Everyone you’ll meet at Parklife this year
Whether you want to or not
It’s that time of the year again. Exams are over, the sun is out and for two days the students and locals of Greater Manchester and beyond will descend upon Heaton Park in a temporary union of sunlit hedonism. Here’s everyone you’re bound to meet if you’re there this year.
The glitter fan
They’ll turn pres into a makeover session and demand that everyone gets glittery, because glitter is FUN and festivals should be FUN. Beware if you disagree as they’ll likely get agitated and make indirect jibes about you for the rest of the day and exclude you from the obligatory group glitter selfie. At least it makes everyone stand out in the dark.
“OMG!” their friends will shout as they lead you, a total stranger, by hand to meet their other friend who they claim looks exactly like you. When you meet them, they’ll probably have the same hair style, eye colour and possibly the same rucksack, which means they’re practically identical right? Soon you’ll be coerced into an awkward photograph together, which will shortly after appear on Facebook, captioned “twins”.
Someone from your sixth form
Over there is Sam from my course. He’s with some guy. That guy looks like Rhys from sixth form. That guy is Rhys from sixth form, except he has grown a beard. What a coincidence. How weird. You go over to say hi. It turns out Sam’s university girlfriend is Rhys’ cousin. Of course she is.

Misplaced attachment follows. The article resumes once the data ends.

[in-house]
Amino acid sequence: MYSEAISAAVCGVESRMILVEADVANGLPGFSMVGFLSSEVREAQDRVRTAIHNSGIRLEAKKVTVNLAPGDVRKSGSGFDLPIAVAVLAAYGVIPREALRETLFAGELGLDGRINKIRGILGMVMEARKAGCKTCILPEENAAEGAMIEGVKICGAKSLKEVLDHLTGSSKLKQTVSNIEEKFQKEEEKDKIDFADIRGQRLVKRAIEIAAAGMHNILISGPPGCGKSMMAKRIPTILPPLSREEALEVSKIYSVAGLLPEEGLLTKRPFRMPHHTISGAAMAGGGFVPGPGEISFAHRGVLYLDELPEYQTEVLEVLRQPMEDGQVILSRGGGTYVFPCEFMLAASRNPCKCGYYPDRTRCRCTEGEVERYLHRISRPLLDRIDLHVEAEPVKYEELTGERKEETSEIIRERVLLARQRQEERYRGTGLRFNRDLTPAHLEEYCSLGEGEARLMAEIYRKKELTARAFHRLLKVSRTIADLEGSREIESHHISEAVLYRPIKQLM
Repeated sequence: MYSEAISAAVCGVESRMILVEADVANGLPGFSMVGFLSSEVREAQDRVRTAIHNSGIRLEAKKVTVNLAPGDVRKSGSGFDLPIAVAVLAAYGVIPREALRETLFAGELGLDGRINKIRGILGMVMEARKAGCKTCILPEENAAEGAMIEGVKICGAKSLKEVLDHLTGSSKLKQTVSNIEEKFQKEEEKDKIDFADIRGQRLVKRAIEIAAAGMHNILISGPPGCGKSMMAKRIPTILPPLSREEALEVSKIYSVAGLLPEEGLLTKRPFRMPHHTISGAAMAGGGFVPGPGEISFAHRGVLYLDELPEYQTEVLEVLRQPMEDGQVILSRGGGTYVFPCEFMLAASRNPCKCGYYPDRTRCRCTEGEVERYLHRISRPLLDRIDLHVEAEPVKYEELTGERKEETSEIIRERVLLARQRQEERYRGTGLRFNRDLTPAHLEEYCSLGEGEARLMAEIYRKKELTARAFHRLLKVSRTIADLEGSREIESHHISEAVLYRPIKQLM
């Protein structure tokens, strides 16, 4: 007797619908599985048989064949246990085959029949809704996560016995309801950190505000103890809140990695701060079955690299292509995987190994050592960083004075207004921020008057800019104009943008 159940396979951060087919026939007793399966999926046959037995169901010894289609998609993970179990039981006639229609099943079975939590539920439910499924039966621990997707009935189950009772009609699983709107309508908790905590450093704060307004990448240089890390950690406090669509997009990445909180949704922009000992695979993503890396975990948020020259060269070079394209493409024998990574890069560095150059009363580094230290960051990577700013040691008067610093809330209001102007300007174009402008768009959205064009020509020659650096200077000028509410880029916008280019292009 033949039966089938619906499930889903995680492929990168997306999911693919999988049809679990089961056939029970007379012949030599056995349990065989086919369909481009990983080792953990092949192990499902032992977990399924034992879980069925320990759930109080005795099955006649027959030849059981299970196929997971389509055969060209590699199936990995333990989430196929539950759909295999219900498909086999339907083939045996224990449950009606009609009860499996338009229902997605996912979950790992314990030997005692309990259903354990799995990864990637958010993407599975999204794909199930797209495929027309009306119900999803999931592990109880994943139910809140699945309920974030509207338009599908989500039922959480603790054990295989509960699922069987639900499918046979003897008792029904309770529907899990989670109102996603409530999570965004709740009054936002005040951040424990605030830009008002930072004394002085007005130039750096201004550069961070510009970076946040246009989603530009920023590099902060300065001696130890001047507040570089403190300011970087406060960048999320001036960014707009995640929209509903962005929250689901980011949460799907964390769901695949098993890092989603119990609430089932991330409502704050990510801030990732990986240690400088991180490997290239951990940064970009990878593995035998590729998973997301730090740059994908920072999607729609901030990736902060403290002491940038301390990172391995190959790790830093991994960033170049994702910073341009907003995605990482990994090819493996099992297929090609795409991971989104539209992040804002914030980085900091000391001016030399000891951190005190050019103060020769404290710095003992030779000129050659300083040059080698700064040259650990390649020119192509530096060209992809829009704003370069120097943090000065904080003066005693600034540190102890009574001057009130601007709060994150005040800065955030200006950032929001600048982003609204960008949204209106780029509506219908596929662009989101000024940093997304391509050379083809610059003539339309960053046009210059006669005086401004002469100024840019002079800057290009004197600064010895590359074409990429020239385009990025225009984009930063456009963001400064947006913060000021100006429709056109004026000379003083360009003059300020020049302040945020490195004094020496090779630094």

Your university friend’s home friends
They barely introduced themselves and they’ve not spoken to anyone except each other since they arrived here Friday night. Despite your best efforts, you’re losing hope. While your pres are in full swing, they’re huddled in the kitchen with their backs to the door. Half way through Saturday you lose them. You have an amazing weekend and afterwards wonder why you spent Saturday morning worrying about integrating with them. Your friend says they don’t understand why they were so awkward. They stop speaking to them soon after.
Your home friend’s university friends
They tried to imitate niceness on Saturday morning but they’ve spent every minute since then trying to lose you in the crowds. When they insist on having a group photo, you’re the one taking the picture. You stop speaking to your home friend soon after.
The aggressive guy
Accidentally knock into this guy at your peril. Unlike 99% of other people who bought a ticket with the intention to listen to music, dance and have good times, this individual misunderstood “festival” for “fight club”. He doesn’t have a clue who’s playing so can be found pretty much anywhere, but is sure to be coked up and waiting for you to brush against him so he can launch a foulmouthed tirade of abuse at you. Just smile and apologise: it won’t help, but it won’t harm you either. At least you’ll have a septum and working heart in a years’ time.
The one who misjudged it and wore wellies
They’re getting anxious because it’s 20+ degrees, there’s not a cloud in sight and no one else is wearing trainers. They begin complaining they can’t dance properly. They need to stop.
The one who misjudged it and wore trainers
It’s Manchester. It’s outside. And it isn’t the first week of August. It will probably start raining (even if just a teeny bit) at some point. It also takes place in a field, and when thousands of people descend on the most lightly damp patch of grass, it tends to turn into mud. It is a 100% reasonable decision to choose to not wear wellies at Parklife because the sun was shining when you woke up. When it begins to rain at 5pm and there are still 6 hours left, this decision is still totally cool. When people start complaining at 6pm that they want to go home because their feet are wet and they can no longer see the white stripes on their brand new Adidas Gazelles, because they’re covered in huge chunks of dark mud, they are being 100% unreasonable. They have a choice.